Peatlands keep a lot of carbon out of Earth's atmosphere, but that could end with warming and development

Peat beds around the world hold huge quantities of carbon and keep it from warming the planet. But rising temperatures and over-use could turn them from a brake on climate change into an accelerant.

Julie Loisel, Assistant Professor of Geography, Texas A&M University • conversation
Dec. 7, 2020 ~9 min

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Flooding can help resurrect wetlands and slow climate change – here's how

Flooding isn't always destructive – it can be part of our toolkit for restoring ecosystems.

George Heritage, Honorary Research Fellow in Hydromorphology, University of Salford • conversation
Nov. 25, 2020 ~7 min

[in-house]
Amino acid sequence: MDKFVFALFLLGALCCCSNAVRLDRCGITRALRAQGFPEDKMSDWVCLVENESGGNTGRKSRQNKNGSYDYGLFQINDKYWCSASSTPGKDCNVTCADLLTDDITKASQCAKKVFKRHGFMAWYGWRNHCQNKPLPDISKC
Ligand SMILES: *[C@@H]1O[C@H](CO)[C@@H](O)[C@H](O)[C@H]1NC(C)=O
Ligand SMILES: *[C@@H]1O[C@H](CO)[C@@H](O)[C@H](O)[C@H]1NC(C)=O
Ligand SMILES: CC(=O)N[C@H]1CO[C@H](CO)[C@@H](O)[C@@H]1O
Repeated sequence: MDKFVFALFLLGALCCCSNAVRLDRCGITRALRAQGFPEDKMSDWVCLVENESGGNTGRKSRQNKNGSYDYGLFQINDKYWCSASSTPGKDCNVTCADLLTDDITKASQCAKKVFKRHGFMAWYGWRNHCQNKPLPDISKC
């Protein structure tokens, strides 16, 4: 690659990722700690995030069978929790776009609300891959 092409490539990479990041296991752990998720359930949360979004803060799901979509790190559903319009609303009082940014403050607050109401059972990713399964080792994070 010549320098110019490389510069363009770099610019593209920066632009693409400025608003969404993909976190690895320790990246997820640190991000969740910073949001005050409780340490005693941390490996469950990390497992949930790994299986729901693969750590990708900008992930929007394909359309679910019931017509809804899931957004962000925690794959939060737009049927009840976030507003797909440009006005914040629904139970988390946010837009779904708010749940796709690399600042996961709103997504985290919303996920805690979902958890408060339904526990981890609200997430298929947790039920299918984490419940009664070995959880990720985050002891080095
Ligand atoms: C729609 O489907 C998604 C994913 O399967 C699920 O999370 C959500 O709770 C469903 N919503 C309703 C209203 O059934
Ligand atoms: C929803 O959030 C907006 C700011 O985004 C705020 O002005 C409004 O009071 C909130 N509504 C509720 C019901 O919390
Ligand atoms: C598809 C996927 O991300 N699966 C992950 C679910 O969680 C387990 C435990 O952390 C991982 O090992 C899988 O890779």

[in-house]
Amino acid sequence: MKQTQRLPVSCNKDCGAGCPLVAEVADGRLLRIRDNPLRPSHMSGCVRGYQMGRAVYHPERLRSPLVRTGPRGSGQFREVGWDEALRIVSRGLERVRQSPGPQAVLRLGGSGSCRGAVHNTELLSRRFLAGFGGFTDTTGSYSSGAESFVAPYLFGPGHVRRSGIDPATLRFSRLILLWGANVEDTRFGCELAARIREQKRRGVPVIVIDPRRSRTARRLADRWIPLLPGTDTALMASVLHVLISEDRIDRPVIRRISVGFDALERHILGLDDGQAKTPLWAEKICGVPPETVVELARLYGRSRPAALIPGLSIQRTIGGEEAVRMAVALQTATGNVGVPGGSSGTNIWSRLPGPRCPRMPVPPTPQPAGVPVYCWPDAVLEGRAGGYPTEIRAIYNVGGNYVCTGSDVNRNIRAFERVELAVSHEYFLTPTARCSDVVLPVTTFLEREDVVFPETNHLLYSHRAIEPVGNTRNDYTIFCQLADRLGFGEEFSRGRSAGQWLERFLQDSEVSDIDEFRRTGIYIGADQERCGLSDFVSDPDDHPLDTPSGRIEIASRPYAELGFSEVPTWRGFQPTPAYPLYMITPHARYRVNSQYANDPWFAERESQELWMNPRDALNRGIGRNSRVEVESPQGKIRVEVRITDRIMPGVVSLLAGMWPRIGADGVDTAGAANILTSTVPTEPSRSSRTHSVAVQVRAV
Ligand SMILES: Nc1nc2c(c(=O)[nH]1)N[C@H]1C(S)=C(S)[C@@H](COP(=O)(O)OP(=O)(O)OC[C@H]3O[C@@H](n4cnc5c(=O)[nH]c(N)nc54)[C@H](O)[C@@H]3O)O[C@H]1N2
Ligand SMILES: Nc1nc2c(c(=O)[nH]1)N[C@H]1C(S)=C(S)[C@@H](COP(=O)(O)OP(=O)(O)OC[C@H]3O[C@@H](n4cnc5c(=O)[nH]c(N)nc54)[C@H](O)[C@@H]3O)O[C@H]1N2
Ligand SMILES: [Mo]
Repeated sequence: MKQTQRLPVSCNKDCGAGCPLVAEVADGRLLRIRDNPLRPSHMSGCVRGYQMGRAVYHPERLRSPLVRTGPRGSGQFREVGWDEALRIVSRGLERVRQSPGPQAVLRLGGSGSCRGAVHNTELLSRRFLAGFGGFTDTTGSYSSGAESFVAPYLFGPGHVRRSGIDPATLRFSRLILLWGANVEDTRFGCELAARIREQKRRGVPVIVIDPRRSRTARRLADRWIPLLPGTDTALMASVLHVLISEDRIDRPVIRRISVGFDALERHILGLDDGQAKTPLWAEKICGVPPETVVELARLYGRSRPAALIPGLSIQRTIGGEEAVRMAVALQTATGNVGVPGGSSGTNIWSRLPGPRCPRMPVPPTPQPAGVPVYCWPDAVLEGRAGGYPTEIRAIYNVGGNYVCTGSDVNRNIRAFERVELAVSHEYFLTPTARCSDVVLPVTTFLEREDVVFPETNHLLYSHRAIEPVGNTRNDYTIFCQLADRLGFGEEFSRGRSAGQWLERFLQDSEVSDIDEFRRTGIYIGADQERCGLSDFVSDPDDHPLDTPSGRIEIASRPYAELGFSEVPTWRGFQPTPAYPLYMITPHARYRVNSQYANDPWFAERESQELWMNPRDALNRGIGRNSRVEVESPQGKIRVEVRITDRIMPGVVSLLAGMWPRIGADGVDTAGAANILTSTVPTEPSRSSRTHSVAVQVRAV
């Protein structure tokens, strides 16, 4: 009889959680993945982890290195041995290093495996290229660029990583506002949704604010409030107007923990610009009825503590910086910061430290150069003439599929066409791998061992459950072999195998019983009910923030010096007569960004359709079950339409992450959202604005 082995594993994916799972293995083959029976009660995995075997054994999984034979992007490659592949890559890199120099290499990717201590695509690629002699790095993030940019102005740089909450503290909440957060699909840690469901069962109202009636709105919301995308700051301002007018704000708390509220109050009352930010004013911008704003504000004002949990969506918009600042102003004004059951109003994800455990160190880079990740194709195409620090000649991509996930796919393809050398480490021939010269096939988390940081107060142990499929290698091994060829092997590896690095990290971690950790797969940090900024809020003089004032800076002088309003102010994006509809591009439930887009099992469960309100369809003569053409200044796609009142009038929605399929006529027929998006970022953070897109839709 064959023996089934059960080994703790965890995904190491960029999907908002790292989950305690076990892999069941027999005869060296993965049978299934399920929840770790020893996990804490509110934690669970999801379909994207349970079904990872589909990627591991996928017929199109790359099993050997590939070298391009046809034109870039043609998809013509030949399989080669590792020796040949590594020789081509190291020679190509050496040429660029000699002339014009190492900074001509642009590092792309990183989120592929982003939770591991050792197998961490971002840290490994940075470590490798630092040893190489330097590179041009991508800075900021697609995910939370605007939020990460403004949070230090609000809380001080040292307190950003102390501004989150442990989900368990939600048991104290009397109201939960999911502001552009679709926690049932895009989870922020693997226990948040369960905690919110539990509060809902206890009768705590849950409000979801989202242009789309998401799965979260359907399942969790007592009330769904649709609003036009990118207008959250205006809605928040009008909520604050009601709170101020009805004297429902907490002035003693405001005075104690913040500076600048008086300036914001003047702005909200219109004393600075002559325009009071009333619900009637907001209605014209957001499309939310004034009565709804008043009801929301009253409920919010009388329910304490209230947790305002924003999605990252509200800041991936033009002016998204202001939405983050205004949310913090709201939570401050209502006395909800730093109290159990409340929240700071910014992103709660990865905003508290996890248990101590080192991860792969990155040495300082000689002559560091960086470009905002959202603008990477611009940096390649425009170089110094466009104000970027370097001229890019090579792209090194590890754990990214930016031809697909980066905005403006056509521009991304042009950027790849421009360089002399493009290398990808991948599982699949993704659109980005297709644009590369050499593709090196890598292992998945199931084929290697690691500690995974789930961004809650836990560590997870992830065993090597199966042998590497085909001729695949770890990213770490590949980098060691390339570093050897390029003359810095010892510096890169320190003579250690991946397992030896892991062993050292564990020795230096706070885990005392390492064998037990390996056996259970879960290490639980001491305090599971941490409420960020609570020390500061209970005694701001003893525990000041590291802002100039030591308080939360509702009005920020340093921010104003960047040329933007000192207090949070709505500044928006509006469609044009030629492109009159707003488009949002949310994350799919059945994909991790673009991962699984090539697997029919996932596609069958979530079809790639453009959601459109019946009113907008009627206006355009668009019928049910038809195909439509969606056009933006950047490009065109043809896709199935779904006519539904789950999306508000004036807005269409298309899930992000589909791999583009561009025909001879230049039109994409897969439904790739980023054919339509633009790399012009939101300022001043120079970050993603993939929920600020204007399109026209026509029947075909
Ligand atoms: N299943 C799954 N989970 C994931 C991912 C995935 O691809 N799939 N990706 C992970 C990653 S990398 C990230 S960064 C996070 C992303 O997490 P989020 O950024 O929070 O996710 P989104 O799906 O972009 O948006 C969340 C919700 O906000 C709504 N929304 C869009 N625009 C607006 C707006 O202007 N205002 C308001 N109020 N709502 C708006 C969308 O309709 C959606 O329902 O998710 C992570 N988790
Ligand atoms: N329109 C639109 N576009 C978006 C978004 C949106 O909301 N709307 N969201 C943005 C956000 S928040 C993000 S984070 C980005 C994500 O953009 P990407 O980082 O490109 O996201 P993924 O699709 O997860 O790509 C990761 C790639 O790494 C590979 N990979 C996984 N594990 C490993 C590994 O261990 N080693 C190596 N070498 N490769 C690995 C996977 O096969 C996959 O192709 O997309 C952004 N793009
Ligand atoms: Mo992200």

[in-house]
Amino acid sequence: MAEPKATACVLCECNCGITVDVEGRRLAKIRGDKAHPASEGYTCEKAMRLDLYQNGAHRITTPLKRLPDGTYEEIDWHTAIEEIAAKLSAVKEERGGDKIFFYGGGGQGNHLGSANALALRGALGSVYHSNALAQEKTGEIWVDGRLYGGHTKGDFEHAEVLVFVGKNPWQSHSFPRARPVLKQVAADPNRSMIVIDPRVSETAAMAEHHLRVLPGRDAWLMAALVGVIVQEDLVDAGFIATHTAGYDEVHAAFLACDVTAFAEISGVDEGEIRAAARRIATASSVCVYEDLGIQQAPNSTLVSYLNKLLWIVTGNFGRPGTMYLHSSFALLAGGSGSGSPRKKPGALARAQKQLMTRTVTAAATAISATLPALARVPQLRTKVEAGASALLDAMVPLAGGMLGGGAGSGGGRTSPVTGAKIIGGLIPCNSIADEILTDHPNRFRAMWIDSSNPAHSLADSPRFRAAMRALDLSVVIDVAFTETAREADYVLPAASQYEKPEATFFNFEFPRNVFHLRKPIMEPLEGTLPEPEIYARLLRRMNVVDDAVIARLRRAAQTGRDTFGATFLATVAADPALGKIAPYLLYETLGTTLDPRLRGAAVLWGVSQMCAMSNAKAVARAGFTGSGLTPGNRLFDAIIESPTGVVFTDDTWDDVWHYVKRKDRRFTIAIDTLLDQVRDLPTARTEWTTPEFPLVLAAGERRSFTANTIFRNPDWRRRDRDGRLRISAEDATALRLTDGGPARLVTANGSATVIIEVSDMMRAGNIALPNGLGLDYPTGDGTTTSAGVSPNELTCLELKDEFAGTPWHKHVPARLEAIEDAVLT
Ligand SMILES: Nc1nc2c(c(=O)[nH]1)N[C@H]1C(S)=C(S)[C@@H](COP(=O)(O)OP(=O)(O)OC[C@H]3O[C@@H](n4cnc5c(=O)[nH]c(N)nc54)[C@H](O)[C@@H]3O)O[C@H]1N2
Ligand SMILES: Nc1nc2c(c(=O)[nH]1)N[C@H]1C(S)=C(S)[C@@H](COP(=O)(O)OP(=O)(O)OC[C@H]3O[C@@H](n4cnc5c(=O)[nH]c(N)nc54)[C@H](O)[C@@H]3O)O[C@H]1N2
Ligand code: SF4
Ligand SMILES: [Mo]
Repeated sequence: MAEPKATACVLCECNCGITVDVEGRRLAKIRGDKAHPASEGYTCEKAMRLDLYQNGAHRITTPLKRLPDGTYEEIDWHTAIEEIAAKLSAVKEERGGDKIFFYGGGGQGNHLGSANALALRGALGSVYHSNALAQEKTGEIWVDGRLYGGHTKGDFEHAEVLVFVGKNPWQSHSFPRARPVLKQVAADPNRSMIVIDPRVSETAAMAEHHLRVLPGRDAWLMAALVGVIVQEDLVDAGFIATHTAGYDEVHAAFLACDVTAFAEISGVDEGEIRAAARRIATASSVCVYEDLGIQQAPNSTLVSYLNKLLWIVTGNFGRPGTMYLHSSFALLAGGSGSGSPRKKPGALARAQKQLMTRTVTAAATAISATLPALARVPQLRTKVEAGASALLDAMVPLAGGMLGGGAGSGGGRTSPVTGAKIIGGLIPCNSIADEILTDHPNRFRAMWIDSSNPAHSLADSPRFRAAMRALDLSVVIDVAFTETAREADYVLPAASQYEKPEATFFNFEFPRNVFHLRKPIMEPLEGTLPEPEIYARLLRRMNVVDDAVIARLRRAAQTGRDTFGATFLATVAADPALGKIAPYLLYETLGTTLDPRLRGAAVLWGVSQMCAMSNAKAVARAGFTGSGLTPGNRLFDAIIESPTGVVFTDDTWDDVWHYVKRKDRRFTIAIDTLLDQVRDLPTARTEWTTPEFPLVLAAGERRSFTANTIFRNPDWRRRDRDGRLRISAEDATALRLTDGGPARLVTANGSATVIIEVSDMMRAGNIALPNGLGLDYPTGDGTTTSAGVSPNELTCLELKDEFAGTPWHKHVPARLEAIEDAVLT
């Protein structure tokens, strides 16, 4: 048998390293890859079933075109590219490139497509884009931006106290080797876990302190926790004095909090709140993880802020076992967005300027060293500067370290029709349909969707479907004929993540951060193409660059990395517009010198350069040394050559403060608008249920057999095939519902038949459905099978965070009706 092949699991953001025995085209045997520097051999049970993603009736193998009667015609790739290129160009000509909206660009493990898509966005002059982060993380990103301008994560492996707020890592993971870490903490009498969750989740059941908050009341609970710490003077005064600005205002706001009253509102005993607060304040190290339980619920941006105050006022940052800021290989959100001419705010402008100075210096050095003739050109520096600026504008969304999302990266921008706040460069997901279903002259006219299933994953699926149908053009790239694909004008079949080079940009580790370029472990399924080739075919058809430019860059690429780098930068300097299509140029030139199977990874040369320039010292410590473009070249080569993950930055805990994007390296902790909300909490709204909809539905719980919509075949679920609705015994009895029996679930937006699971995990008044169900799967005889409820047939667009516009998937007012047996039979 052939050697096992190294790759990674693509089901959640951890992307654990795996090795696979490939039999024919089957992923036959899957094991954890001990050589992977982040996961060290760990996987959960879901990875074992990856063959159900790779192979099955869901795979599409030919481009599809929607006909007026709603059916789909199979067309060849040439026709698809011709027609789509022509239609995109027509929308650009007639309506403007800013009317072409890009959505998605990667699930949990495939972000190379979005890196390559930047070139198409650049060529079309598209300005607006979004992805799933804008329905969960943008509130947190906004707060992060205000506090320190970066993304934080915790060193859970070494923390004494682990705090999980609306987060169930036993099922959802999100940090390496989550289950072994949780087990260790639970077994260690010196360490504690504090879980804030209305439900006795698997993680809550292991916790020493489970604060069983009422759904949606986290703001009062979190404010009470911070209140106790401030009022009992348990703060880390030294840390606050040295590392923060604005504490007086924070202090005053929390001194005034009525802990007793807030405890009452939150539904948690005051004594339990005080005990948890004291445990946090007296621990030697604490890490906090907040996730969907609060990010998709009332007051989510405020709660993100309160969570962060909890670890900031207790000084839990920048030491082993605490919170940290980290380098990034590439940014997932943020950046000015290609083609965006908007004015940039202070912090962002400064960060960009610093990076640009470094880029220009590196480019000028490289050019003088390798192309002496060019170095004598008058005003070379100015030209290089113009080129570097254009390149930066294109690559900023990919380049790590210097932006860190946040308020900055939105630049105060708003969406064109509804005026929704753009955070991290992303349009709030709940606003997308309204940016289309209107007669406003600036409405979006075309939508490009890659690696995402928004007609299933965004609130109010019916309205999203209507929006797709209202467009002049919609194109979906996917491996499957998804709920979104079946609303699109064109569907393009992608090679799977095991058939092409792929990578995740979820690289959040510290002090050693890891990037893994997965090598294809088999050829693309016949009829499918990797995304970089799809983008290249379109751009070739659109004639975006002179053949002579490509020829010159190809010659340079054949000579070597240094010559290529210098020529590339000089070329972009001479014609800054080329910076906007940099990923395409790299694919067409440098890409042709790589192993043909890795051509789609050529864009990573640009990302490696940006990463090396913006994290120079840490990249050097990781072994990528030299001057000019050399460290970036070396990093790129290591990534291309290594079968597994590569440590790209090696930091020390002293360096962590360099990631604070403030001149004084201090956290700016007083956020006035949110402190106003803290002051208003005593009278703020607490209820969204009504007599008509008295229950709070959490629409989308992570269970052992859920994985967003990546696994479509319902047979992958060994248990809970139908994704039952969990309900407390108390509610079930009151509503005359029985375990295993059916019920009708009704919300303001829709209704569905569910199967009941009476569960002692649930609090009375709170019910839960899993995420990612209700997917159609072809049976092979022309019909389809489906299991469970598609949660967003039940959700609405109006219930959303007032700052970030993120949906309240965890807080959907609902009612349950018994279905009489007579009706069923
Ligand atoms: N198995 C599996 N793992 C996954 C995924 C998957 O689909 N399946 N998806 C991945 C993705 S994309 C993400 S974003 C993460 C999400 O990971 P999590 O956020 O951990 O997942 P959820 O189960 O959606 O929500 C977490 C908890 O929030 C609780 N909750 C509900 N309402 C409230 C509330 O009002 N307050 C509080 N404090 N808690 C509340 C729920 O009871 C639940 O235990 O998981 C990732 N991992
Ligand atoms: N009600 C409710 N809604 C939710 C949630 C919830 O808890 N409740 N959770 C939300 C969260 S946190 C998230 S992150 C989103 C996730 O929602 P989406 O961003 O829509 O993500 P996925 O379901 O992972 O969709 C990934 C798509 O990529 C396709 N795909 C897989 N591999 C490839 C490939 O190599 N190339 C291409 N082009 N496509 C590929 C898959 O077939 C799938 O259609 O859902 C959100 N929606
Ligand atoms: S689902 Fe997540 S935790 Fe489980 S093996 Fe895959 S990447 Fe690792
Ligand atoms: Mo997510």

biodiversity flooding rivers wetlands freshwater natural-climate-solutions floodplains

Scientists at work: Sloshing through marshes to see how birds survive hurricanes

Birds found along the Gulf Coast have evolved to ride out hurricanes and tropical storms. But with development degrading the marshes where they live, it's getting harder for them to bounce back.

Mark Woodrey, Assistant Research Professor, Mississippi State University • conversation
Oct. 28, 2020 ~9 min

climate-change birds ecology mississippi sea-level-rise hurricanes scientists-at-work tropical-storms coastal-development marshes wetlands gulf-coast alabama

Stork chicks hatch in UK for first time in 600 years – why that's great news for British wildlife

Storks – those harbingers of new life – are breeding in Britain again.

Oliver Metcalf, PhD Researcher in Ornithology, Manchester Metropolitan University • conversation
May 15, 2020 ~7 min

birds ornithology bird-conservation rewilding wetlands species-reintroductions

Missing muskrat ‘houses’ warn of habitat loss

Dwindling numbers of muskrat in North America aren't due to hunting and trapping, research shows, but rather drying delta.

Danielle Torrent Tucker-Stanford • futurity
Nov. 30, 2018 ~3 min

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